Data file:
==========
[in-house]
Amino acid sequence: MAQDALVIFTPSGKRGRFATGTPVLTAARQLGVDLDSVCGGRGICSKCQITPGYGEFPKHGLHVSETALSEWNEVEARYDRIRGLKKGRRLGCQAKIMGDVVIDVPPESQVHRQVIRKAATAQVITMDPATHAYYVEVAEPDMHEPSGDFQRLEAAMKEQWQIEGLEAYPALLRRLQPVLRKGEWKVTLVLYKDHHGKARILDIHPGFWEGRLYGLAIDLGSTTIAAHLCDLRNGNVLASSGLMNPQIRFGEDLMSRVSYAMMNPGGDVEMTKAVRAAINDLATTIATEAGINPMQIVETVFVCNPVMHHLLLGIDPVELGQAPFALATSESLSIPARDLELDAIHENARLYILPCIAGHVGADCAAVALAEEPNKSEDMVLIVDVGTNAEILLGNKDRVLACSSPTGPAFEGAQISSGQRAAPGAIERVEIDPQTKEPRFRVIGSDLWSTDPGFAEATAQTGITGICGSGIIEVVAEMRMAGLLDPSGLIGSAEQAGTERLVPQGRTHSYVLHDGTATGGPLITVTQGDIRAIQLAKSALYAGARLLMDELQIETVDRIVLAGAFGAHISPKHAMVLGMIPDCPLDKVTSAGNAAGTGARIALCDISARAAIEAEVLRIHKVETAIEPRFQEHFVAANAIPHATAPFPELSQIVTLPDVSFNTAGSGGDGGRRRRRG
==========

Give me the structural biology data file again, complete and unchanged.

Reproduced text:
[in-house]
Amino acid sequence: MAQDALVIFTPSGKRGRFATGTPVLTAARQLGVDLDSVCGGRGICSKCQITPGYGEFPKHGLHVSETALSEWNEVEARYDRIRGLKKGRRLGCQAKIMGDVVIDVPPESQVHRQVIRKAATAQVITMDPATHAYYVEVAEPDMHEPSGDFQRLEAAMKEQWQIEGLEAYPALLRRLQPVLRKGEWKVTLVLYKDHHGKARILDIHPGFWEGRLYGLAIDLGSTTIAAHLCDLRNGNVLASSGLMNPQIRFGEDLMSRVSYAMMNPGGDVEMTKAVRAAINDLATTIATEAGINPMQIVETVFVCNPVMHHLLLGIDPVELGQAPFALATSESLSIPARDLELDAIHENARLYILPCIAGHVGADCAAVALAEEPNKSEDMVLIVDVGTNAEILLGNKDRVLACSSPTGPAFEGAQISSGQRAAPGAIERVEIDPQTKEPRFRVIGSDLWSTDPGFAEATAQTGITGICGSGIIEVVAEMRMAGLLDPSGLIGSAEQAGTERLVPQGRTHSYVLHDGTATGGPLITVTQGDIRAIQLAKSALYAGARLLMDELQIETVDRIVLAGAFGAHISPKHAMVLGMIPDCPLDKVTSAGNAAGTGARIALCDISARAAIEAEVLRIHKVETAIEPRFQEHFVAANAIPHATAPFPELSQIVTLPDVSFNTAGSGGDGGRRRRRG